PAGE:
I watched the muscular crease above the line of his boxers as he walked away then splashed cold water on my cheeks before refilling my glass. He returned as I was sitting down again, wrapped now in a jumper and sweatpants. Small framed glasses rested on the hooked bridge of his wide nose. They suited him, although I had no idea he needed glasses. They made him look wise and gentle like an old wizard.

‘I usually wear contacts,’ he said.

I smiled. I had no idea what to say and realised I felt a little intimidated by his presence. I breathed easier as he sat at the other side of the table, hiding his powerful bulk.

I heard the noise again like a metal door being shaken. As a kid I used to enjoy skipping across the metal trapdoors that led to cellars below bars and public houses. They made sharp, grating sounds accompanied by hollow echoes. This noise was the same, but more persistent and it made the hairs on the back of my neck stand on end.

‘Did you hear that?’

Carl shook his head.

‘I think it came from downstairs. I’m going to investigate. Maybe there’s an animal trapped down there.’

‘I didn’t hear anything,’ Carl insisted.

‘I won’t be able to sleep if I don’t check.’

‘I’ll come with you. I’m not sure how well it is lit. Maybe we should take a torch. Wait a minute.’

I pulled back the bolt and waited for Carl to return. I could see the door vibrate as if a storm was brewing inside.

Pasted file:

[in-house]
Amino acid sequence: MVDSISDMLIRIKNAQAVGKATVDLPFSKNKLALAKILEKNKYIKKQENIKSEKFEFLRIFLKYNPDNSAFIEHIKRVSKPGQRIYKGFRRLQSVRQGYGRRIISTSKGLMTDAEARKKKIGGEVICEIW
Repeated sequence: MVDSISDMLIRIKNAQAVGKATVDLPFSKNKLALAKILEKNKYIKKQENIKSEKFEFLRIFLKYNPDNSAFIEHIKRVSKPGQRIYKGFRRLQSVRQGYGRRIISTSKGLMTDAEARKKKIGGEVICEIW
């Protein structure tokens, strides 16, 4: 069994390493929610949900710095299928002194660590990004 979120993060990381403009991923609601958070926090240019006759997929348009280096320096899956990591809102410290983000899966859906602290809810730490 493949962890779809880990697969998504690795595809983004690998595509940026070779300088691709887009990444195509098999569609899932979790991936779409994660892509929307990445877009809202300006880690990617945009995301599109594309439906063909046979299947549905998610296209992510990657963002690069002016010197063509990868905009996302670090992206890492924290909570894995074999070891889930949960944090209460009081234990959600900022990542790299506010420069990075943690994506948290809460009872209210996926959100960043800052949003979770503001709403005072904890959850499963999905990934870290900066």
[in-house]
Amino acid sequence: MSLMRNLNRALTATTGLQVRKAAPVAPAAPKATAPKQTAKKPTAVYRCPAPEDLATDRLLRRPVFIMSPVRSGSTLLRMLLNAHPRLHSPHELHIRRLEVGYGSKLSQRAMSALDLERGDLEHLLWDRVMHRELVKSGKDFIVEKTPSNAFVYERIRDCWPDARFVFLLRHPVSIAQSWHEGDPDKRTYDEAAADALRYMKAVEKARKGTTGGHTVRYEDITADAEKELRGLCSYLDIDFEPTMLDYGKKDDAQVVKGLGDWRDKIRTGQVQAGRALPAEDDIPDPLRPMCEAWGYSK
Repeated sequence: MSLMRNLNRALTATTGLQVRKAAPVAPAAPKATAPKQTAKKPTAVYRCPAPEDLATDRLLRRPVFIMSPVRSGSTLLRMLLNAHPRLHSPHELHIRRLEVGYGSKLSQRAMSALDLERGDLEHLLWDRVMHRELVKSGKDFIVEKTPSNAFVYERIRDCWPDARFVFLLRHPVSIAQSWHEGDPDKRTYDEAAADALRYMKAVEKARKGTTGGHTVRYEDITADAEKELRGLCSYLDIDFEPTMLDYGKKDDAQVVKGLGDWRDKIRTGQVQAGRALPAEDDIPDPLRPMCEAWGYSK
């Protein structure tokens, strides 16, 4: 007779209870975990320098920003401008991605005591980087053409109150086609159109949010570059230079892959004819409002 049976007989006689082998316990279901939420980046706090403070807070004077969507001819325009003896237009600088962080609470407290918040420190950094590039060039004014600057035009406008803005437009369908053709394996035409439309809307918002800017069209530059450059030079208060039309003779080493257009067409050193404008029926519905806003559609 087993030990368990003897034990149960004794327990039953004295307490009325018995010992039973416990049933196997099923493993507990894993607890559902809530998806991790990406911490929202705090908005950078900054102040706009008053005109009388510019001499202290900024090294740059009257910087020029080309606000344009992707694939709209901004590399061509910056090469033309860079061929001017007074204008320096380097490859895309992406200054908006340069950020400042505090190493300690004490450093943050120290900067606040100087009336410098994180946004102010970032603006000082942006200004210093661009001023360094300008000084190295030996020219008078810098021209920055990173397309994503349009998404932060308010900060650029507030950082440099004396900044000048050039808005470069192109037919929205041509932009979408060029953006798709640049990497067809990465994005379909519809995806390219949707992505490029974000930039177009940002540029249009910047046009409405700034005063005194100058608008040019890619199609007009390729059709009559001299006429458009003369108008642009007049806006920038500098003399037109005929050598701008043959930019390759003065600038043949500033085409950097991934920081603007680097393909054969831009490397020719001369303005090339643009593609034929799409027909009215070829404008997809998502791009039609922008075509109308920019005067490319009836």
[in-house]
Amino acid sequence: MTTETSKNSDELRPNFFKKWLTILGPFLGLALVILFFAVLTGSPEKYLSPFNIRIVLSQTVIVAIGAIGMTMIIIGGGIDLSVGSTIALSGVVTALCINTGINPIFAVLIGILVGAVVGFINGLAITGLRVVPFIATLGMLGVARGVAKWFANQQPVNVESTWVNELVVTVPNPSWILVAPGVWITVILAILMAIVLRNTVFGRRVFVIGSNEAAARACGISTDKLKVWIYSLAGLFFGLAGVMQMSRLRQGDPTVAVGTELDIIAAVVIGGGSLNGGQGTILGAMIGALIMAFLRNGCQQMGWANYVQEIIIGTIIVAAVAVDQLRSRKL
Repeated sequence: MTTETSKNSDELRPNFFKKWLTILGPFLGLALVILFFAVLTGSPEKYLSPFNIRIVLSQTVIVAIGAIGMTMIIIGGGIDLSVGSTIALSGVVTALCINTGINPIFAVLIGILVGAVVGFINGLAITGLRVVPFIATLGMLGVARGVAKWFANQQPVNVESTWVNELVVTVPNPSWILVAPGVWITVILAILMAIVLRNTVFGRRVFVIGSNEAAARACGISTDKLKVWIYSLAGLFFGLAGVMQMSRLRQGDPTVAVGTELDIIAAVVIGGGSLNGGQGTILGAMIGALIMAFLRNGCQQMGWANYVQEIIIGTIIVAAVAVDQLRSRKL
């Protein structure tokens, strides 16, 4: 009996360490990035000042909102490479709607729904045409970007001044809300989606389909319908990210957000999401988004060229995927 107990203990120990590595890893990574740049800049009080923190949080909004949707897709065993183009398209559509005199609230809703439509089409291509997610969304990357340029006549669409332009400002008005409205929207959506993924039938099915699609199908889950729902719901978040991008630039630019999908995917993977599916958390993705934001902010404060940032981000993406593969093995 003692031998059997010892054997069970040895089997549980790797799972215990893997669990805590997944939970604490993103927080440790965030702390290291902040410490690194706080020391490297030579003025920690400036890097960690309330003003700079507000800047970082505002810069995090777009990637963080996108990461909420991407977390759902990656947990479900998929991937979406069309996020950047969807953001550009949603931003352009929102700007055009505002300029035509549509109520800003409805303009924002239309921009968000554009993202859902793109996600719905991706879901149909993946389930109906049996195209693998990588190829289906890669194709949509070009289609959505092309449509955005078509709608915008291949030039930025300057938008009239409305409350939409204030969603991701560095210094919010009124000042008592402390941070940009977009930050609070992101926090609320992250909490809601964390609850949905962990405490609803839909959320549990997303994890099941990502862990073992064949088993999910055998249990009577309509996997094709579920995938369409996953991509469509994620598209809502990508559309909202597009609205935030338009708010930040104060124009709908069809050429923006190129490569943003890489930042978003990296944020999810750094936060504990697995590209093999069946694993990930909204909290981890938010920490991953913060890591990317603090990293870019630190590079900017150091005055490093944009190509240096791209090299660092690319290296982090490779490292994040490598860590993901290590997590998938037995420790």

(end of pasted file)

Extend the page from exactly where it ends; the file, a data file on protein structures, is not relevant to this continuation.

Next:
‘Are you sure about this?’ he asked.

‘Are you scared?’

He shrugged. ‘Bad memories.’

‘What sort of memories?’

‘I got locked down there when I was a kid.’


He shifted uncomfortably from foot to foot and looked away.

‘You don’t have to come with me,’ I offered.

‘I’m okay,’ he said at last.

‘Maybe we should find something to stop the door shutting behind us?’

‘It’s okay. It can’t lock itself accidentally.’

‘Are you sure?’

‘Yes, absolutely.’

I nodded. ‘Okay, are you ready?’

He sucked in his lips then nodded. ‘I’m ready.’

I opened the door. Foul air wrapped itself around me. Presumably the rain had got down here, because it smelled damper than before and colder than a tomb. I shouted, hoping to attract the attention of whatever was there without having to brave the stairs. ‘Helloooo!’

I thought I heard a faint shuffling, but when I looked to Carl to check whether he had heard it too he just shrugged.

‘I think there’s a light switch on the right there, somewhere,’ he said.

It was an old fashioned switch, one of those smooth, cool, bakealite deals, with a hard nipple and a lever action that clicked into place before a pale flickering glow allowed me to see thirteen wooden treads, none of which looked rotten. ‘Okay then,’ I said more to myself than Carl and I took the first step.


To be continued…